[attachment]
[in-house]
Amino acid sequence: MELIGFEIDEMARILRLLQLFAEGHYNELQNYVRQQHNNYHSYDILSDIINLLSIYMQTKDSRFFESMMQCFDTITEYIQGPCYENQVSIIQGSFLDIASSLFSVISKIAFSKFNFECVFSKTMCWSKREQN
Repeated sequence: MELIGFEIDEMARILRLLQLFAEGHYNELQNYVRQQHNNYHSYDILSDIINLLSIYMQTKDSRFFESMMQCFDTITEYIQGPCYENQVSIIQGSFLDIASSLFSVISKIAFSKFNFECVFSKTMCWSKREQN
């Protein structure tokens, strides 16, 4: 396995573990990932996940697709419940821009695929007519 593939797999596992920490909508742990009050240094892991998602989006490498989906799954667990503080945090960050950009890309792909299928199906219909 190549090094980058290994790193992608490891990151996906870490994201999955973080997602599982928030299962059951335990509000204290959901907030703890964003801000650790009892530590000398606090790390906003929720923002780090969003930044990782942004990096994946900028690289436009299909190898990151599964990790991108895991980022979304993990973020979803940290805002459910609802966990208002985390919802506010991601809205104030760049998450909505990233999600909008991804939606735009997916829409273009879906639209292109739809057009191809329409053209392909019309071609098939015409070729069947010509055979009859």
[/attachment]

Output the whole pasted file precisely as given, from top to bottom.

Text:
[in-house]
Amino acid sequence: MELIGFEIDEMARILRLLQLFAEGHYNELQNYVRQQHNNYHSYDILSDIINLLSIYMQTKDSRFFESMMQCFDTITEYIQGPCYENQVSIIQGSFLDIASSLFSVISKIAFSKFNFECVFSKTMCWSKREQN
Repeated sequence: MELIGFEIDEMARILRLLQLFAEGHYNELQNYVRQQHNNYHSYDILSDIINLLSIYMQTKDSRFFESMMQCFDTITEYIQGPCYENQVSIIQGSFLDIASSLFSVISKIAFSKFNFECVFSKTMCWSKREQN
């Protein structure tokens, strides 16, 4: 396995573990990932996940697709419940821009695929007519 593939797999596992920490909508742990009050240094892991998602989006490498989906799954667990503080945090960050950009890309792909299928199906219909 190549090094980058290994790193992608490891990151996906870490994201999955973080997602599982928030299962059951335990509000204290959901907030703890964003801000650790009892530590000398606090790390906003929720923002780090969003930044990782942004990096994946900028690289436009299909190898990151599964990790991108895991980022979304993990973020979803940290805002459910609802966990208002985390919802506010991601809205104030760049998450909505990233999600909008991804939606735009997916829409273009879906639209292109739809057009191809329409053209392909019309071609098939015409070729069947010509055979009859």